Information for Victims in Large Cases
|Case Name||Familiar Names and Terms||District or Division||Overview|
|U.S. v. Jonathan Donohue||USAO - Florida, Southern||
Jonathan Donohue controlled two websites from which he sold Distributed Denial of Service (“DDOS”) attacks. From January 10, 2017 through June 22, 2017, Donohue launched 179,951 DDOS attacks against 78,214 unique IP addresses.
|United States v. MATJAZ SKORJANC, FLORENCIO CARRO RUIZ, MENTOR LENIQI, And THOMAS KENNEDY MCCORMICK||Darkode||USAO - District of Columbia||
In December, 2018, the defendant McCormick, an American, and three others were charged by indictment with a racketeering conspiracy to develop and distribute malware through the major computer hacking forum known as Darkode. Arrest warrants are still outstanding for Skorjanc, a Slovenian national, Mentor Leneqi, a Serbian, and Florencio Ruiz, a Spaniard. The other foreign countries have declined to extradite the other three defendants to the U.S. for prosecution, but they remain fugitives from justice here in the United States.
Thomas McCormick, pled guilty to racketeering conspiracy and aggravated identity theft. The racketeering conspiracy charge includes conspiracy to commit bank, wire, and access device fraud, identity theft, hacking, and extortion.
|U.S. v. Glenn Arcaro; 21-CR-02542-TWR||BitConnect; Glenn Arcaro||USAO - California, Southern||
This case charges the defendant of participating in a massive conspiracy involving BitConnect, a cryptocurrency investment scheme, which defrauded investors from the Unites States and abroad of over $2 billion. The defendant admitted that he and others conspired to mislead investors about BitConnect’s purported technology, known as the “BitConnect Trading Bot” and “Volatility Software,” as being able to generate substantial profits and guaranteed returns by using investors’ money to trade on the volatility of cryptocurrency exchange markets. The BitConnect scheme is believed to be the largest cryptocurrency fraud ever charged criminally. According to the Information, these wire fraud crimes were committed in and around the Southern District of California, across the United States, and internationally.
|US v. Wilhan Martono (CityXGuide)||Wilhan Martono||USAO - Texas, Northern||
In June 2020, the website cityxguide.com (“CityXGuide”)—a leading source of online advertisements for prostitution and sex trafficking—was seized by Homeland Security Investigations pursuant to a warrant. Wilhan Martono, the creator, owner, and operator of CityXGuide, was charged in a 28-count indictment with promotion of prostitution and reckless disregard of sex trafficking, interstate racketeering conspiracy (facilitating prostitution), interstate transportation in aid of racketeering (facilitating prostitution), and money laundering. In August 2021, Martono pled guilty to Promotion and Facilitation of Prostitution and Reckless Disregard of Sex Trafficking in violation of 18 U.S.C. § 2421A and Conspiracy to Engage in Interstate and Foreign Travel and Transportation In Aid of Racketeering Enterprises in violation of 18 U.S.C. § 371.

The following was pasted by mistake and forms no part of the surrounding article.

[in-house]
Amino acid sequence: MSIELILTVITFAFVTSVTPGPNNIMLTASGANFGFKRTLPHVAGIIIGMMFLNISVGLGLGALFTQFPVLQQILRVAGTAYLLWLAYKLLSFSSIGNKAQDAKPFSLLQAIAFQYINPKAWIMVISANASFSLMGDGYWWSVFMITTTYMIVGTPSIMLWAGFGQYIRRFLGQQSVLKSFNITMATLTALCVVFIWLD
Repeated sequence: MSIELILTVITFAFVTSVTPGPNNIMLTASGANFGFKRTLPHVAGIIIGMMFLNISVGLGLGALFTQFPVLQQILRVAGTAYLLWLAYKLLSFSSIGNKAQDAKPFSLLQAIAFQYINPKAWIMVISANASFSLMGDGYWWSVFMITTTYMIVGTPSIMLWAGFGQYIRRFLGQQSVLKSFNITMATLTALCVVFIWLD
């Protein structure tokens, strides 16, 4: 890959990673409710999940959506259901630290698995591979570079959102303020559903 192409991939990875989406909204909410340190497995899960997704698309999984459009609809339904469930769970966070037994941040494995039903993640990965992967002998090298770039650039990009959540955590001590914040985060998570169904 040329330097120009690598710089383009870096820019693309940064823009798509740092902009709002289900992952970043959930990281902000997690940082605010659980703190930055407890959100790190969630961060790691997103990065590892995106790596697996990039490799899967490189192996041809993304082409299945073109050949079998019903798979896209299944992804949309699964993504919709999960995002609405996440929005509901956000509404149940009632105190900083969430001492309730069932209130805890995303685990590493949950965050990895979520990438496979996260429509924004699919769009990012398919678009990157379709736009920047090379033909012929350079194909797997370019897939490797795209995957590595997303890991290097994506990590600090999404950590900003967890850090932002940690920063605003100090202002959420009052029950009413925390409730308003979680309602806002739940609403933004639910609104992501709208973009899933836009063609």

Martono created, owned, and operated a network of websites, including CityXGuide, that posted hundreds of thousands of prostitution advertisements in locations across the United States and around the world. CityXGuide allowed pimps, prostitutes, and brothels to post and pay for advertisements that featured an explicit list of “intimate activities,” along with nude or partially nude photographs, a physical description, work hours, methods of payment, and contact information for the female being advertised.
Martono purchased the domain names of CityXGuide and its related websites, purchased and maintained the servers that hosted the websites, and purchased the server space, server equipment, and blocks of Internet Protocol (“IP”) addresses—including more than 95 unique IP addresses—to operate the websites.
|United States v. Chirag Choksi et al.||Shehzadkhan Khandakhan Pathan, Pradipsinh Dharmendrasinh Parmar, Sumer Kantilal Patel||USAO - Virginia, Eastern||